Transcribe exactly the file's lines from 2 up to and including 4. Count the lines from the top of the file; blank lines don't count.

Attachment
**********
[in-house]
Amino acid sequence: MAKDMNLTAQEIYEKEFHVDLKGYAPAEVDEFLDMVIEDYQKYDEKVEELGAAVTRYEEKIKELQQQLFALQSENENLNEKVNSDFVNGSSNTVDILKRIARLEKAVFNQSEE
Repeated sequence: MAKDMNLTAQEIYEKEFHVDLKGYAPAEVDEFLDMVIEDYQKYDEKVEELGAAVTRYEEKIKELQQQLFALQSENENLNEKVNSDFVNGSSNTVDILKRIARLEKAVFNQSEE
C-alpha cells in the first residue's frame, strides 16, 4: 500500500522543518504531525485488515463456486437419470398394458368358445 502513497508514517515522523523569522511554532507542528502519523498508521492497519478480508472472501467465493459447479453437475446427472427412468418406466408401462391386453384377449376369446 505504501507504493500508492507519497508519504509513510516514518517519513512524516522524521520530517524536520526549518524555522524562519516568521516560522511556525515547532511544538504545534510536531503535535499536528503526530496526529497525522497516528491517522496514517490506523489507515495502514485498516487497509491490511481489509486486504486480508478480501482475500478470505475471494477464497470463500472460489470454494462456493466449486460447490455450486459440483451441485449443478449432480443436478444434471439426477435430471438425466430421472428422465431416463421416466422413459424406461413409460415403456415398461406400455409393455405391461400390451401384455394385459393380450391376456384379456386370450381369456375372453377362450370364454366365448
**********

Amino acid sequence: MAKDMNLTAQEIYEKEFHVDLKGYAPAEVDEFLDMVIEDYQKYDEKVEELGAAVTRYEEKIKELQQQLFALQSENENLNEKVNSDFVNGSSNTVDILKRIARLEKAVFNQSEE
Repeated sequence: MAKDMNLTAQEIYEKEFHVDLKGYAPAEVDEFLDMVIEDYQKYDEKVEELGAAVTRYEEKIKELQQQLFALQSENENLNEKVNSDFVNGSSNTVDILKRIARLEKAVFNQSEE
C-alpha cells in the first residue's frame, strides 16, 4: 500500500522543518504531525485488515463456486437419470398394458368358445 502513497508514517515522523523569522511554532507542528502519523498508521492497519478480508472472501467465493459447479453437475446427472427412468418406466408401462391386453384377449376369446 505504501507504493500508492507519497508519504509513510516514518517519513512524516522524521520530517524536520526549518524555522524562519516568521516560522511556525515547532511544538504545534510536531503535535499536528503526530496526529497525522497516528491517522496514517490506523489507515495502514485498516487497509491490511481489509486486504486480508478480501482475500478470505475471494477464497470463500472460489470454494462456493466449486460447490455450486459440483451441485449443478449432480443436478444434471439426477435430471438425466430421472428422465431416463421416466422413459424406461413409460415403456415398461406400455409393455405391461400390451401384455394385459393380450391376456384379456386370450381369456375372453377362450370364454366365448